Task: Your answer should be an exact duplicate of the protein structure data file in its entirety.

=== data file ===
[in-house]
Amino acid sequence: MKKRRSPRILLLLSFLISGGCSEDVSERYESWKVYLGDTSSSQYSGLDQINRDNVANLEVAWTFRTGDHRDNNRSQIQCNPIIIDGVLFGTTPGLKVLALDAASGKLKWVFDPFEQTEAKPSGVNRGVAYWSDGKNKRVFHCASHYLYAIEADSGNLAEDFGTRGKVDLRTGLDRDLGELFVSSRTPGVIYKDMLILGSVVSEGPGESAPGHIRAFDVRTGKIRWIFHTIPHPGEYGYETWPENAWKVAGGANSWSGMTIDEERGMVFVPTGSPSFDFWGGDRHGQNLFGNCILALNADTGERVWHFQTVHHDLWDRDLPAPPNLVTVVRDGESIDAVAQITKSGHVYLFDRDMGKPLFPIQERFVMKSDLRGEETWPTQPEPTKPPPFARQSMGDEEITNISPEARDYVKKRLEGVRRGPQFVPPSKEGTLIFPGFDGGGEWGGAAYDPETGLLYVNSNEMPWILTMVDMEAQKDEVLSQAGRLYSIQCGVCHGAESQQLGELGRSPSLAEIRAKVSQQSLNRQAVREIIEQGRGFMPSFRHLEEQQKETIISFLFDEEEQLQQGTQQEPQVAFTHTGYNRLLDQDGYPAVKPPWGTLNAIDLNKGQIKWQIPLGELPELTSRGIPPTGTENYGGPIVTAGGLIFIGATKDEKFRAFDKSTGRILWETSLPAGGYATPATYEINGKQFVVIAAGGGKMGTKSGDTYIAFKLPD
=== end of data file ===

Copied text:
[in-house]
Amino acid sequence: MKKRRSPRILLLLSFLISGGCSEDVSERYESWKVYLGDTSSSQYSGLDQINRDNVANLEVAWTFRTGDHRDNNRSQIQCNPIIIDGVLFGTTPGLKVLALDAASGKLKWVFDPFEQTEAKPSGVNRGVAYWSDGKNKRVFHCASHYLYAIEADSGNLAEDFGTRGKVDLRTGLDRDLGELFVSSRTPGVIYKDMLILGSVVSEGPGESAPGHIRAFDVRTGKIRWIFHTIPHPGEYGYETWPENAWKVAGGANSWSGMTIDEERGMVFVPTGSPSFDFWGGDRHGQNLFGNCILALNADTGERVWHFQTVHHDLWDRDLPAPPNLVTVVRDGESIDAVAQITKSGHVYLFDRDMGKPLFPIQERFVMKSDLRGEETWPTQPEPTKPPPFARQSMGDEEITNISPEARDYVKKRLEGVRRGPQFVPPSKEGTLIFPGFDGGGEWGGAAYDPETGLLYVNSNEMPWILTMVDMEAQKDEVLSQAGRLYSIQCGVCHGAESQQLGELGRSPSLAEIRAKVSQQSLNRQAVREIIEQGRGFMPSFRHLEEQQKETIISFLFDEEEQLQQGTQQEPQVAFTHTGYNRLLDQDGYPAVKPPWGTLNAIDLNKGQIKWQIPLGELPELTSRGIPPTGTENYGGPIVTAGGLIFIGATKDEKFRAFDKSTGRILWETSLPAGGYATPATYEINGKQFVVIAAGGGKMGTKSGDTYIAFKLPD